Treat everyone you meet of equal importance. From the second you arrive at a venue or someone arrives at your venue, from the door man, to the ushers, to the cleaners, to the girl on the box office. It’s nice to be nice and on these long days running shows you want to be on good terms with everyone you meet and you’ll not only learn something from them, but you never know where you might meet them again (no-one likes a dick!) Oh and the obvious one, get work experience! In venue’s, in studios, in production warehouses, get into the back of the truck and get those flight cases loaded in, make a round of tea for everyone, photocopy and staple those 28 copies of that score, go paint the steps off stage and tidy up those cables. If you get stuck in you’ll be remembered for your commitment, hard work and you’ll be asked to do the paid jobs. First impressions are hugely important.
I remember once we had a girl doing work experience just general helping out backstage, in the venue on show day. When the band went on stage, she went into the green room, helped herself to a beer and watched the show. She disappeared before load out. Needless to say we didn’t ask her back!
Do you have a favourite story from one of the artists/gigs you’ve dealt with over the years?
Stage-managing the changeovers for Neil Young in the RDS was pretty surreal. I’d never been in front of that many people before and being the clutz I am, I was just waiting to trip and make a show of myself, but I didn’t so hurrah! It was a hard long day, but the whole show went great and everyone was happy. Dionne Warwick giving me advise and calling me “baby girl” while patting my arm in her dressing room. Matt from The National giving me his laundry at the Iveagh Gardens-I’m the biggest fan of the National and I couldn’t look the guy in the eye let alone talk to him, so I just nodded my head loads and looked like a right weirdo, then I kept bumping into him backstage but everytime I’d pass him I’d immediately look at the ground! I just didn’t want to say anything stupid to him so I just didn’t say anything at all…good move Duke! Emm what else…giving Marie Doyle Kennedy a bottle of Head n Shoulders instead of champagne, my boss still slags me about that.…..walking Nick Cave into the venue with horse poo on the ground outside and watching him almost skip/dance his way around it..…that was a bit mad…Lana Del Rey and her “book rider” for her fans waiting outside, that was a last minute mad request but we got what she wanted and everyone was happy. Wandering around the city with Tallest Man on Earth and his Tour Manager Etjen looking for a guitar for his show because the airline busted his on the way over so we managed to get the loan of a very expensive guitar from the lads at Some Neck guitars who are deadly and only realising when we left the shop we never paid them or left a deposit! Although sometimes the situations can be very intense and real life. I once had an artist who got a call about 3mins before he was due on stage that his father had passed away suddenly. I was the 1st person he told after the call and we were in a public space and ton’s of people were up trying to get photos and have a chat before he went on. That was pretty intense so you just have to deal with these situations as they happen as you can’t plan for a lot of what goes on in production.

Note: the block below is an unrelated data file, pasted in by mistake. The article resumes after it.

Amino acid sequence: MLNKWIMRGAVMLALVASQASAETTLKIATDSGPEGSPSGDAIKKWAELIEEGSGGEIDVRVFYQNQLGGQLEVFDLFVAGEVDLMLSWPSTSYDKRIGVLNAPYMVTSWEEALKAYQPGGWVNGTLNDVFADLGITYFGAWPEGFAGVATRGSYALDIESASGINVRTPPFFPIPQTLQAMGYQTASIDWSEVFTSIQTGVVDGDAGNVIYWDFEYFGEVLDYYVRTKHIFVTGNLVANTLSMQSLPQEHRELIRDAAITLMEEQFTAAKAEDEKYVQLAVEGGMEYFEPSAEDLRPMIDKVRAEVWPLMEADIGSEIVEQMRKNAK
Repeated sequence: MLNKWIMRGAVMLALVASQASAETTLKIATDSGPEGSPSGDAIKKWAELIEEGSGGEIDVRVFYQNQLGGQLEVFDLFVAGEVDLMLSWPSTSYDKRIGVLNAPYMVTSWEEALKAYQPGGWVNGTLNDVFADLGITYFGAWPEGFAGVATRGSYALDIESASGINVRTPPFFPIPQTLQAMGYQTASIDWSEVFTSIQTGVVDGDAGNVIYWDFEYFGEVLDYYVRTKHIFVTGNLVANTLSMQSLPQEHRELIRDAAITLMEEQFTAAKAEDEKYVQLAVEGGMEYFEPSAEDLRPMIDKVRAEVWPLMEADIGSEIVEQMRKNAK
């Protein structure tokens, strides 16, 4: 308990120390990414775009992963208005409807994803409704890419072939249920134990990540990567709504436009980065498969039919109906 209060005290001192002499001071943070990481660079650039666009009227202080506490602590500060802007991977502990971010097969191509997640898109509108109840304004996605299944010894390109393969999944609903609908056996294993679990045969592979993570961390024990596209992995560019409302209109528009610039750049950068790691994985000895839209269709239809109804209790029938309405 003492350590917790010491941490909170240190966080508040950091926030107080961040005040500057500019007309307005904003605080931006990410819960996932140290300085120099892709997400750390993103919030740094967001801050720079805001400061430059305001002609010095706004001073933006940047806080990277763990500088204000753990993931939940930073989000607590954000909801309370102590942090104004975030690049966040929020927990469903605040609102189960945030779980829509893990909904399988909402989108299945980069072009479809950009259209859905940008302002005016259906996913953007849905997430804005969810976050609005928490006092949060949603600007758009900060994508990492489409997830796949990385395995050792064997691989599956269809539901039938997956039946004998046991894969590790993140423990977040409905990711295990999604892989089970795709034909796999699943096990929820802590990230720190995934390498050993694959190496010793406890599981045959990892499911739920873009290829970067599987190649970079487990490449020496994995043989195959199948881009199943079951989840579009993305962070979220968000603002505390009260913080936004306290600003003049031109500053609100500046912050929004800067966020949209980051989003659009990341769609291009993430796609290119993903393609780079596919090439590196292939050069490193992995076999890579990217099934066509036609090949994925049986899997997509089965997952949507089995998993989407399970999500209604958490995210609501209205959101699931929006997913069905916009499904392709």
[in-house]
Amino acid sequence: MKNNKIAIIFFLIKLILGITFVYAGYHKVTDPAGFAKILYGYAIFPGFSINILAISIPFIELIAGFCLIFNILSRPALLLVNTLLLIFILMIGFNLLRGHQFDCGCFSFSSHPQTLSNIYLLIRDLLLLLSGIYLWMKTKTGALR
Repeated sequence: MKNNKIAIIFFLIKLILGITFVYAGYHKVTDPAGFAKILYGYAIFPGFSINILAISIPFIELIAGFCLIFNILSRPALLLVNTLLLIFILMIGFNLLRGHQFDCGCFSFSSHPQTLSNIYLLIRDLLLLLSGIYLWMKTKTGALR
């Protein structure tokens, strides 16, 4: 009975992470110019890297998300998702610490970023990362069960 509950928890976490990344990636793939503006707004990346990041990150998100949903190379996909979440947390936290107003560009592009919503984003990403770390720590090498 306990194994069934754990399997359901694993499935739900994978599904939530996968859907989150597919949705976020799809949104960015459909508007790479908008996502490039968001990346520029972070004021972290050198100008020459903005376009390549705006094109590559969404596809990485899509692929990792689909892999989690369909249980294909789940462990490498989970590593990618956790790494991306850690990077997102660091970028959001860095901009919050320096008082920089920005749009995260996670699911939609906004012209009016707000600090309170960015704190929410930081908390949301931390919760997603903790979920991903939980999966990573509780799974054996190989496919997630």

What would be your dream gig to be involved with?
Well I’m pretty lucky working with Aiken Promotions. I’ve already worked with four of my favourite bands ever, The National, The Decemberists, John Butler Trio and Paul Simon. I’d love to do a David Gilmour show or to have worked on The Wall show. That production is a thing of genius. I’ve seen it twice and I’d happily see it everytime it came back. It’s incredible. The detail and timing is just brilliant.
I’m also pretty lucky that I helped to start my own festival which was a dream of mine at the beginning. Myself and Tasha had the idea of starting up a festival and we’re now going into our 5th year! All the money raised goes to the Oaktree Charitable Trust so it’s a great family friendly festival. It’s probably the only festival you can bring your kids, your grandparents and your dogs and be able to camp together!
I’m pretty lucky with my job. I work with amazing crew and get to see incredible shows and meet the nicest people. I think Vicar Street overall is my dream gig. I always wanted to work there and now I’m the PM, so win win!
What upcoming gigs will you be working on for 2015?
This year’s been brilliant already. We had another amazing year with the lovely folks at the Meteor Choice Prize and my favourite crew Dropkick Murphys were over for two sold out shows on St. Patricks day. The Iveagh Gardens lineup this year is great with St. Vincent, Chic, The Frames, Damien Rice and Paloma Faith so I can’t wait to work on those. I get to see a lot of crew who I only work with on these shows once a year so great to catch up with them. There’s the Vodafone Comedy Festival which is always one of the best summer festivals. I’ve a few dates with Gilbert O’Sullivan and then a million shows in Vicar Street still to come. I can not wait for Toto and then there’s the Spirit of Folk Festival which is also our 5th Birthday party. We’re getting our heads together at the moment and it’s pretty exciting so plenty to be revealed. The best is yet to come!